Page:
No religious justification to keep girls’ schools shut: clerics

Girls in Kapisa province, July, 2021. File photo.

While secondary schools in the country have been closed for nearly a year, a group of religious clerics in Herat said on Monday that there is no barrier in Islam to reopening the schools for the segment of society that will play an active role in Afghanistan’s future.

Mawlawi Sebghatullah Mawlawizada, a cleric in Herat, said at a gathering attended by Taliban deputy leader Abdul Ghani Baradar that no one has the right to prevent women and girls from obtaining an education and that the Taliban should open girls’ schools so that they can continue their education.

“Those who want to argue about girls’ schools should come and discuss it with Herat’s religious scholars,” he added.

“The closure of girls’ schools has no religious justification,” another cleric, Abdul Qadir Qanit, said, who is also a member of the Kabul religious scholars council. “This is a political issue that has been imposed on the people by Afghanistan’s neighbours and the Taliban.”

Taliban authorities have been staunchly opposed to the reopening of girls’ schools. On the condition of anonymity, a Taliban member told Amu that he discussed the reopening of girls’ schools with his colleagues but was met with harsh opposition and even “threatened to death.”

The European countries, the US, countries in the region and the United Nations have often raised their voices against the decision by the Taliban, but no progress has been made so far as there is a rift among the Taliban leadership on whether to open the secondary schools or keep them closed.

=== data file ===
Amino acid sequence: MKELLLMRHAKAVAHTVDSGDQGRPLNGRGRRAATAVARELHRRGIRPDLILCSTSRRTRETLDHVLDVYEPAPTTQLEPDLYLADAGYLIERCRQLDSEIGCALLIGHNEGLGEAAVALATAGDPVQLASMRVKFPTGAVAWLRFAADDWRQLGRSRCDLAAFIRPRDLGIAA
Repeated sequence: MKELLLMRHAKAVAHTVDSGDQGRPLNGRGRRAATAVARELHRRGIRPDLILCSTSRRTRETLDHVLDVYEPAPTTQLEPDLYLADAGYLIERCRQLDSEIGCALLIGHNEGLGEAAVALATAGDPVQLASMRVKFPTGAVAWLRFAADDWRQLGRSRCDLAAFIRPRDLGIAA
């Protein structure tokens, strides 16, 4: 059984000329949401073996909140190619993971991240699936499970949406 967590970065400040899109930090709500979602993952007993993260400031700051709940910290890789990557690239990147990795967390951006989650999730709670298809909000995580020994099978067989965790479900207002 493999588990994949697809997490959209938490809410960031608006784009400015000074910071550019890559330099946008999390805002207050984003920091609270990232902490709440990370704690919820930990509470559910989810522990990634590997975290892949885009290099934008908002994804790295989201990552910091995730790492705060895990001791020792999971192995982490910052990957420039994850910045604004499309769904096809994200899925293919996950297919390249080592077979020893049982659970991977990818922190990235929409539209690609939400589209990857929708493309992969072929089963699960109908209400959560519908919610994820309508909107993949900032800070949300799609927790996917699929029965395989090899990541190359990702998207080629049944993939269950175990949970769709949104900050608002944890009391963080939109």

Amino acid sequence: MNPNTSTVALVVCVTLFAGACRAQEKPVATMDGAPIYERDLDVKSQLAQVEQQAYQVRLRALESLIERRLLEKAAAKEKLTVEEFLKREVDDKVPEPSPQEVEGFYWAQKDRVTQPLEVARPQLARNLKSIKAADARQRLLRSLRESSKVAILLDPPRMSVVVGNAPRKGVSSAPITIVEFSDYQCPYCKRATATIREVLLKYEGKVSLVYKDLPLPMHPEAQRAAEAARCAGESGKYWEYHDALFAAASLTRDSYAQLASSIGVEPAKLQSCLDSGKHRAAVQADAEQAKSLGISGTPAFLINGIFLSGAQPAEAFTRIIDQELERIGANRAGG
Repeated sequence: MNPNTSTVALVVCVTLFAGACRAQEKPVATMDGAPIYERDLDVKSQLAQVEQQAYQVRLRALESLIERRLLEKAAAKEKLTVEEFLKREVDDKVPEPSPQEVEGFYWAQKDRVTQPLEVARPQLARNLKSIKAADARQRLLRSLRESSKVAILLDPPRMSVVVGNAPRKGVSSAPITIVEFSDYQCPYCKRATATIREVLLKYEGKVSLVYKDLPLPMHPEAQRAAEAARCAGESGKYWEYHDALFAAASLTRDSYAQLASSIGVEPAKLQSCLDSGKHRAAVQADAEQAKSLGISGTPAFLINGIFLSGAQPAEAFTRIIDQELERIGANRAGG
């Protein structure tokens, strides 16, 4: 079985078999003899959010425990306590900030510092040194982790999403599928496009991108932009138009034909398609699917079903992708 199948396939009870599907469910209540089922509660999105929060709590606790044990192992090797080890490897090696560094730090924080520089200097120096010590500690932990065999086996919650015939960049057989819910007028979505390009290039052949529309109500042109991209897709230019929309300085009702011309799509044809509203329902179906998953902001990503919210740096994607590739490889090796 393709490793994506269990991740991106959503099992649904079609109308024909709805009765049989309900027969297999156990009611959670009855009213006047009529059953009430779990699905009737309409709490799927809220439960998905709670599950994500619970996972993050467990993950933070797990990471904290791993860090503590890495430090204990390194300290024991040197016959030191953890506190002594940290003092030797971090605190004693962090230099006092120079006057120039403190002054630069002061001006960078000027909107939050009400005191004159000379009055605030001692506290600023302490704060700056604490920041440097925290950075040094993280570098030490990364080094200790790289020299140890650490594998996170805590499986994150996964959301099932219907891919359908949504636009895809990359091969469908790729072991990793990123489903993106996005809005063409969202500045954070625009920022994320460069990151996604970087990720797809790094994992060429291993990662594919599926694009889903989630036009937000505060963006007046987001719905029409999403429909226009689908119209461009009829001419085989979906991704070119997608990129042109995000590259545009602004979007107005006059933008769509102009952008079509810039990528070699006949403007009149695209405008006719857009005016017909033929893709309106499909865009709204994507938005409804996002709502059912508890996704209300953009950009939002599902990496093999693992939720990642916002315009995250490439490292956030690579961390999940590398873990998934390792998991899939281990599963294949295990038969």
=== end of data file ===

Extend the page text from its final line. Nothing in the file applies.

Meanwhile, the Taliban education minister on a trip to Uruzgan this weekend said many Afghans are opposed to sending their young daughters to schools due to the existing culture and traditions in society.

“If you go out and ask the elderly in villages, you will know how many percent of the elderly and how many percent of the population are ready to send their six or seven-year-old children to school. There is no need to ask this question (from me),” Munir told reporters after visiting a boys’ school in Uruzgan.

“We are living in Afghanistan’s society and our culture is evident to you. This culture is something that has not been considered by many governments,” he added.

Strong reactions from Afghans

Afghans have been outraged by the closure of girls’ schools in Afghanistan over the last year, claiming that girls must have access to secondary education.

“The closure of girls’ schools is really concerning because the future of girls is at risk,” said Abdul Qayum, a Herat resident. “The Taliban should take a fundamental step and immediately remove the ban on girls’ education.”

“The ban on girls’ education has no justification and the decision has been made without any reason,” said Khair Mohammad, a Kabul resident.

Five girls’ schools were reopened in Paktia province in eastern Afghanistan in August, but they were closed once again on Saturday, Sept. 10, sparking widespread reactions across the country.

Former president Hamid Karzai once again asked the Taliban on Monday to respect the people’s call and reopen the schools for girls.

The Taliban has vowed to announce a mechanism for the reopening of secondary schools for girls, but the group has not made any progress in this regard so far.